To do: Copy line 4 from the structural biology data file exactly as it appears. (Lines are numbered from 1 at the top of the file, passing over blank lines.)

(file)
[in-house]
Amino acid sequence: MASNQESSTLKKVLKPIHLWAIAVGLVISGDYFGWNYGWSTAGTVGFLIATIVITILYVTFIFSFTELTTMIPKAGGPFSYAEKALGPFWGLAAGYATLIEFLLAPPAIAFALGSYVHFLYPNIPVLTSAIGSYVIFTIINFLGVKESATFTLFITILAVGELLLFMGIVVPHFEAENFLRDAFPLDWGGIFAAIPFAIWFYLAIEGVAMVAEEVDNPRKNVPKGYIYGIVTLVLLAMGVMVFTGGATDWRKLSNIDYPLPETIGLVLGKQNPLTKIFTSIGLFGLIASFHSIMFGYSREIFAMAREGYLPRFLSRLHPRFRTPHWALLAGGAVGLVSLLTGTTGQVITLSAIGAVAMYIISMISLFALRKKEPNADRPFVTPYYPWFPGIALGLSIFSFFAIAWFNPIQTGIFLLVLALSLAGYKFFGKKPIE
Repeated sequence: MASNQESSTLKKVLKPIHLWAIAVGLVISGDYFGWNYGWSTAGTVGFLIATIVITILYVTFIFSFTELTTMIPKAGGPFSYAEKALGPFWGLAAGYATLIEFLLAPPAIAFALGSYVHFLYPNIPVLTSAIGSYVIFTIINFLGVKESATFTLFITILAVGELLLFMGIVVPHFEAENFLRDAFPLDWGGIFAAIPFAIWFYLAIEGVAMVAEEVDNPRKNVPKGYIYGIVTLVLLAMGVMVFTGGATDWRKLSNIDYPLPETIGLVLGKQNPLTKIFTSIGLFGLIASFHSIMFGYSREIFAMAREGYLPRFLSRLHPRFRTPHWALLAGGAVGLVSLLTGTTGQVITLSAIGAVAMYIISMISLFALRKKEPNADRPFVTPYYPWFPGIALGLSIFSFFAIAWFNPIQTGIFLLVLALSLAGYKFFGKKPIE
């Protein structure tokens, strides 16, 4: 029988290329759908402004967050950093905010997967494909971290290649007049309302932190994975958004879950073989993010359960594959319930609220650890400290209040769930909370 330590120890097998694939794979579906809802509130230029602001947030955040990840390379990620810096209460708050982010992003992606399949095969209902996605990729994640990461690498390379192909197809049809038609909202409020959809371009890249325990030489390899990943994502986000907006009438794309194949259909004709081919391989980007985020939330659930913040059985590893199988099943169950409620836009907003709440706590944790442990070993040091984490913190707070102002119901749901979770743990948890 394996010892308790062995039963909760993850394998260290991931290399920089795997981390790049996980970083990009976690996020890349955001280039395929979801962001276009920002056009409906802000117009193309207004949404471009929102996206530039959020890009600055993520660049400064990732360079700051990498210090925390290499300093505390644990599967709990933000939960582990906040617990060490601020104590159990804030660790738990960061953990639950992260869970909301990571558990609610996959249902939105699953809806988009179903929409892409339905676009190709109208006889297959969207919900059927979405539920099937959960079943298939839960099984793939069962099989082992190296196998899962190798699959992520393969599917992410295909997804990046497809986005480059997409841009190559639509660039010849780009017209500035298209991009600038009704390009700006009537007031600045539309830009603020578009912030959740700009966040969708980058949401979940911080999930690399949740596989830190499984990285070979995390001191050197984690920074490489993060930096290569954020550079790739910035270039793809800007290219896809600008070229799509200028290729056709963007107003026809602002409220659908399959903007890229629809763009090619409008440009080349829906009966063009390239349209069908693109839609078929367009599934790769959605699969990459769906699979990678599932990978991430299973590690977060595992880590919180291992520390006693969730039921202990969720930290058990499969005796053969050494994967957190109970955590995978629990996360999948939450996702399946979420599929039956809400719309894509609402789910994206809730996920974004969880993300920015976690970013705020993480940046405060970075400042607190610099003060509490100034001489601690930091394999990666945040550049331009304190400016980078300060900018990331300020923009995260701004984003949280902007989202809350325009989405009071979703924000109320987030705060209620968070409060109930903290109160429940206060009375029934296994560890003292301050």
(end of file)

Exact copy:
């Protein structure tokens, strides 16, 4: 029988290329759908402004967050950093905010997967494909971290290649007049309302932190994975958004879950073989993010359960594959319930609220650890400290209040769930909370 330590120890097998694939794979579906809802509130230029602001947030955040990840390379990620810096209460708050982010992003992606399949095969209902996605990729994640990461690498390379192909197809049809038609909202409020959809371009890249325990030489390899990943994502986000907006009438794309194949259909004709081919391989980007985020939330659930913040059985590893199988099943169950409620836009907003709440706590944790442990070993040091984490913190707070102002119901749901979770743990948890 394996010892308790062995039963909760993850394998260290991931290399920089795997981390790049996980970083990009976690996020890349955001280039395929979801962001276009920002056009409906802000117009193309207004949404471009929102996206530039959020890009600055993520660049400064990732360079700051990498210090925390290499300093505390644990599967709990933000939960582990906040617990060490601020104590159990804030660790738990960061953990639950992260869970909301990571558990609610996959249902939105699953809806988009179903929409892409339905676009190709109208006889297959969207919900059927979405539920099937959960079943298939839960099984793939069962099989082992190296196998899962190798699959992520393969599917992410295909997804990046497809986005480059997409841009190559639509660039010849780009017209500035298209991009600038009704390009700006009537007031600045539309830009603020578009912030959740700009966040969708980058949401979940911080999930690399949740596989830190499984990285070979995390001191050197984690920074490489993060930096290569954020550079790739910035270039793809800007290219896809600008070229799509200028290729056709963007107003026809602002409220659908399959903007890229629809763009090619409008440009080349829906009966063009390239349209069908693109839609078929367009599934790769959605699969990459769906699979990678599932990978991430299973590690977060595992880590919180291992520390006693969730039921202990969720930290058990499969005796053969050494994967957190109970955590995978629990996360999948939450996702399946979420599929039956809400719309894509609402789910994206809730996920974004969880993300920015976690970013705020993480940046405060970075400042607190610099003060509490100034001489601690930091394999990666945040550049331009304190400016980078300060900018990331300020923009995260701004984003949280902007989202809350325009989405009071979703924000109320987030705060209620968070409060109930903290109160429940206060009375029934296994560890003292301050």